The Country I Would Like to Visit
“Bullying has been around forever, but it is a critical problem now. We have moved beyond the statement: ‘Kids will be kids’. Children can be very dangerous and unfortunately we live in a society [where] because of drugs, alcohol and the increase of poverty – all of those things have certainly added to the situation.”
– Education Specialist, George Mason University, Dr. Vicky Spencer, speaking at a public lecture in Barbados earlier this year.
Bullying exists in every society. Though we would wish it different, there are too many people who still demonstrate that ugly side of human nature. More recently in Western “civilisations”, bullying has lead to violence against innocent people, particularly those who are considered “odd’ when compared to the majority of the population, whether based on ethnicity, sexual preference, physical attributes etc. (in truth, there is no real justification for bullying, since people get picked on for something as simple as having a different hairstyle).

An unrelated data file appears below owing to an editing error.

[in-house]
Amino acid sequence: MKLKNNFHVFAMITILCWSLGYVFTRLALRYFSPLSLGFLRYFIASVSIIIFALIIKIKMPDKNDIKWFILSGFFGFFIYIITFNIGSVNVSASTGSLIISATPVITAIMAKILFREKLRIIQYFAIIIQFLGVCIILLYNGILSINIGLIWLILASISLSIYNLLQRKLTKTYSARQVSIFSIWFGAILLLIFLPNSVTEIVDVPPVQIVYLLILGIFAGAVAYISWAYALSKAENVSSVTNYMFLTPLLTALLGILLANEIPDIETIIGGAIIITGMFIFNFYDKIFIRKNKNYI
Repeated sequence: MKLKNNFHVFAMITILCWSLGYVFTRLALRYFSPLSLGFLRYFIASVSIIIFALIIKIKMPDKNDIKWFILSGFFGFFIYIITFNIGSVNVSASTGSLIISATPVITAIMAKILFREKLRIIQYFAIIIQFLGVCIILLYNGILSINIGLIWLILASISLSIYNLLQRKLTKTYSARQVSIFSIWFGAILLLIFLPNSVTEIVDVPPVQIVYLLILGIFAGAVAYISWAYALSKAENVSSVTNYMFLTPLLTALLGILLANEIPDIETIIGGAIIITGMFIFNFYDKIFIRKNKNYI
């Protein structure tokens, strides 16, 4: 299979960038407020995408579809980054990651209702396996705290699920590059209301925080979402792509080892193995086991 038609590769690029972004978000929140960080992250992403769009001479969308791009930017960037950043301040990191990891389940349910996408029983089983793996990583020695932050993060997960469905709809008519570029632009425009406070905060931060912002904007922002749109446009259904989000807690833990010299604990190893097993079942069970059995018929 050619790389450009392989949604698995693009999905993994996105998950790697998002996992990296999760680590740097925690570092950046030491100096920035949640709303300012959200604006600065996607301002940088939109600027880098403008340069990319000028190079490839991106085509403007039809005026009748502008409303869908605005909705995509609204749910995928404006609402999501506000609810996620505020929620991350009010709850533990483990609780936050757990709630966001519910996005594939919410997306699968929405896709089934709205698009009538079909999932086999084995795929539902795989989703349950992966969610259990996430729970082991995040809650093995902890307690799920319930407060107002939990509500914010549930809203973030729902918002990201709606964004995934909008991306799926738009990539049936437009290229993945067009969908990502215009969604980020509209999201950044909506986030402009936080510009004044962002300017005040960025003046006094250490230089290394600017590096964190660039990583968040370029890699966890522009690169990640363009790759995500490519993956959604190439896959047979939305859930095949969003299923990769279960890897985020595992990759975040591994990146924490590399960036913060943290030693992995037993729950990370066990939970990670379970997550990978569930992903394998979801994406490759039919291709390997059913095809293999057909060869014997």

Though it occurs amongst every generation and in all ages, it appears to be more devastating for the youth of today. With the immediacy of modern technology and the potential scope of transfer of more detailed misinformation, bullying has been armed to the teeth to destroy the lives of our children with just the touch of a button. This has led to the deaths of several minors in the US for instance, who have taken their own lives rather than deal with the consequences of bullying and the spread of rumours. This has also resulted in the month of October being recognised in the US as National Anti-Bullying Awareness Month.
Here in Barbados, the effort to address this issue has commenced and is ongoing. Leading the charge in combating bullying is the organisation Supreme Counselling for Personal Development, which is receiving support from the Ministry of Education, as well as companies like Sagicor. To date, the group – guided by its